There are so many great things From Whore to Eternity could have been, but sadly the only thing it will be in its current state is minimally entertaining, with many improvements needed on writing, direction and performance.

From Whore to Eternity was performed at The Butterfly Club as part of the 2015 Midsumma Festival.

REVIEW: Midsumma Festival Presents BAD ADAM and PONY

Religion and evolution collide

By Myron My

On the surface, the double bill of Bad Adam and Pony during this year’s Midsumma Festival appears to be constrasting highly different pieces of work with distinct moods and tones. However both these shows leave us questioning what it means to be a gay man and how gay male sexuality is perceived both by society – but more importantly – by us.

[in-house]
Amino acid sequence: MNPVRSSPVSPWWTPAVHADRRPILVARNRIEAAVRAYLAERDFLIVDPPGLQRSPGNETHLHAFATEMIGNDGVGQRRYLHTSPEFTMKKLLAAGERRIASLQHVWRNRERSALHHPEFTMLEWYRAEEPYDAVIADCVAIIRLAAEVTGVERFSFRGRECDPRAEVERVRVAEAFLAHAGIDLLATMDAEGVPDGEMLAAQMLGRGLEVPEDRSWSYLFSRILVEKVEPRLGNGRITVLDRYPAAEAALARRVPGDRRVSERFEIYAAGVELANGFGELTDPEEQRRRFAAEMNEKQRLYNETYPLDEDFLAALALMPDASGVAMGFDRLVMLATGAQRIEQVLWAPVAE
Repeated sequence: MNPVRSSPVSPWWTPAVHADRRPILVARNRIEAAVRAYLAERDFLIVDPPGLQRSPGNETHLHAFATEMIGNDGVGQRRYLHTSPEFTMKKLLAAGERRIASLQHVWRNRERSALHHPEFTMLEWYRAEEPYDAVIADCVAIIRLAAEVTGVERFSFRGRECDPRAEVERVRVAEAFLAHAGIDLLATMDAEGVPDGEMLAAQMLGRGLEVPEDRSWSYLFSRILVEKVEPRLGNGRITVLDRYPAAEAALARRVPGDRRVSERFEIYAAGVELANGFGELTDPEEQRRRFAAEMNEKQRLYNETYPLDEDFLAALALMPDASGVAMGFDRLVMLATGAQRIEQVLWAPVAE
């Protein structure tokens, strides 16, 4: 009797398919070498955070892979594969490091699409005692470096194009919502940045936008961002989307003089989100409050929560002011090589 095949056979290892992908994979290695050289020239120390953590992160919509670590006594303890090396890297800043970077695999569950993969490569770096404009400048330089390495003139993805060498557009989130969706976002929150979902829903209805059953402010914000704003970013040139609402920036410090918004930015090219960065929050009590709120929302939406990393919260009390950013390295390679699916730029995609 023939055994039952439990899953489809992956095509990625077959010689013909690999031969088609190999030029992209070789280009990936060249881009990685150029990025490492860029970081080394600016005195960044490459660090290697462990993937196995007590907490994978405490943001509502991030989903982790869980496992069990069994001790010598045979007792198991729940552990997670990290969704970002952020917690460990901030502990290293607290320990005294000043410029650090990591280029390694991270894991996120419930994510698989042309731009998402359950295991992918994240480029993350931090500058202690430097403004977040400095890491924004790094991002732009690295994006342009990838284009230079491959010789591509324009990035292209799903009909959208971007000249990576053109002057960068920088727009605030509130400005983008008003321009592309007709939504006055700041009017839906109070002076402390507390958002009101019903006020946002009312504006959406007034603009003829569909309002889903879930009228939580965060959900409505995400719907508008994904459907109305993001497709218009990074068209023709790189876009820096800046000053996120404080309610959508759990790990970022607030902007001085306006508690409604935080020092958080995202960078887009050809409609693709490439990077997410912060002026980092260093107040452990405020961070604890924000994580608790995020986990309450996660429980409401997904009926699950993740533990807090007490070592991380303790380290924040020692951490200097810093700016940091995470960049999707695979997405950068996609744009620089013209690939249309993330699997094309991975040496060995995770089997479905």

Bad Adam_Pony

In Bad Adam, the title character (creator and performer Dosh Luckwell) spends his time in “Club Eden”, a sex on-premises venue, where we follow his various experiences and are privy to his thoughts during these moments. The overt religious imagery and themes throughout Bad Adam, such as the apples, the lit-up cross on the floor and our protagonist’s name for example, worked well in subtly exploring the idea of sexual repression and suppression and the conflict the two forms of pressure often present with each other.

Given Luckwell is the creator of the live art project Sex Poetry Booth, it is not surprising he has a way with words and the language used and the way it is presented in Bad Adam is indeed quite poetic and intriguing at times. Yet while we see a vulnerable, lonely and conflicted side to Adam, a number of scenes were too similar in execution. This lessened the impact of the overall work and impeded us in retaining an interest in Adam which, in a one-man show, is pivotal to its success.

The second part of this double bill, Jay Robinson’s Pony, looks at similar ideas of sex and sexuality but with fewer dark overtones than Bad Adam. Here, we see the evolution of man and then more specifically the evolution of a person exploring and experimenting and with his own sexuality.